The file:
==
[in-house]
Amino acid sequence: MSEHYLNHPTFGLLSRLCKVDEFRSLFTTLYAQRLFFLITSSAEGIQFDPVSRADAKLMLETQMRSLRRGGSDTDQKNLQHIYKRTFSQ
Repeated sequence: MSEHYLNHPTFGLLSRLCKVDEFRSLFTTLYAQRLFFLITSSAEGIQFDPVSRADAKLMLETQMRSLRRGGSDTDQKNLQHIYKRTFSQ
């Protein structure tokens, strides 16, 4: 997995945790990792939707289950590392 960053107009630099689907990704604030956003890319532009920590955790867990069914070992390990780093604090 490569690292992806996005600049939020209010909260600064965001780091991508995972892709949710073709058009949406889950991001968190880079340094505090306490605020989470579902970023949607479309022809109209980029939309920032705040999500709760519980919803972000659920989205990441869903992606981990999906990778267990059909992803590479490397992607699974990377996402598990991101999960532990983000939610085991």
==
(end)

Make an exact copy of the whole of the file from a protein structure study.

[in-house]
Amino acid sequence: MSEHYLNHPTFGLLSRLCKVDEFRSLFTTLYAQRLFFLITSSAEGIQFDPVSRADAKLMLETQMRSLRRGGSDTDQKNLQHIYKRTFSQ
Repeated sequence: MSEHYLNHPTFGLLSRLCKVDEFRSLFTTLYAQRLFFLITSSAEGIQFDPVSRADAKLMLETQMRSLRRGGSDTDQKNLQHIYKRTFSQ
């Protein structure tokens, strides 16, 4: 997995945790990792939707289950590392 960053107009630099689907990704604030956003890319532009920590955790867990069914070992390990780093604090 490569690292992806996005600049939020209010909260600064965001780091991508995972892709949710073709058009949406889950991001968190880079340094505090306490605020989470579902970023949607479309022809109209980029939309920032705040999500709760519980919803972000659920989205990441869903992606981990999906990778267990059909992803590479490397992607699974990377996402598990991101999960532990983000939610085991």